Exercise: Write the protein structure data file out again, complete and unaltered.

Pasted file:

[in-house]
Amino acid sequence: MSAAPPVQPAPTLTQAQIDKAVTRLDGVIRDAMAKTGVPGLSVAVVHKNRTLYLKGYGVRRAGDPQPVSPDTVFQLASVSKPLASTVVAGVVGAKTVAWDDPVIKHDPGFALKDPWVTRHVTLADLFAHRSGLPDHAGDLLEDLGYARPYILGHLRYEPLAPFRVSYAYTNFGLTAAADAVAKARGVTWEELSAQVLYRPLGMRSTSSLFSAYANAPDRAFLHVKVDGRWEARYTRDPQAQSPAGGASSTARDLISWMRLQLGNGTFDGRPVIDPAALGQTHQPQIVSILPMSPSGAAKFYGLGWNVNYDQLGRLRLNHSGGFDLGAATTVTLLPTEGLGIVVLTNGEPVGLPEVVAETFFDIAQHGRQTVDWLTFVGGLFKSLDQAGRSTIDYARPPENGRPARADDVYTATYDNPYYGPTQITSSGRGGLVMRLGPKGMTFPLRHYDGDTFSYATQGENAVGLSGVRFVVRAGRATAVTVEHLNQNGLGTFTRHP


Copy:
[in-house]
Amino acid sequence: MSAAPPVQPAPTLTQAQIDKAVTRLDGVIRDAMAKTGVPGLSVAVVHKNRTLYLKGYGVRRAGDPQPVSPDTVFQLASVSKPLASTVVAGVVGAKTVAWDDPVIKHDPGFALKDPWVTRHVTLADLFAHRSGLPDHAGDLLEDLGYARPYILGHLRYEPLAPFRVSYAYTNFGLTAAADAVAKARGVTWEELSAQVLYRPLGMRSTSSLFSAYANAPDRAFLHVKVDGRWEARYTRDPQAQSPAGGASSTARDLISWMRLQLGNGTFDGRPVIDPAALGQTHQPQIVSILPMSPSGAAKFYGLGWNVNYDQLGRLRLNHSGGFDLGAATTVTLLPTEGLGIVVLTNGEPVGLPEVVAETFFDIAQHGRQTVDWLTFVGGLFKSLDQAGRSTIDYARPPENGRPARADDVYTATYDNPYYGPTQITSSGRGGLVMRLGPKGMTFPLRHYDGDTFSYATQGENAVGLSGVRFVVRAGRATAVTVEHLNQNGLGTFTRHP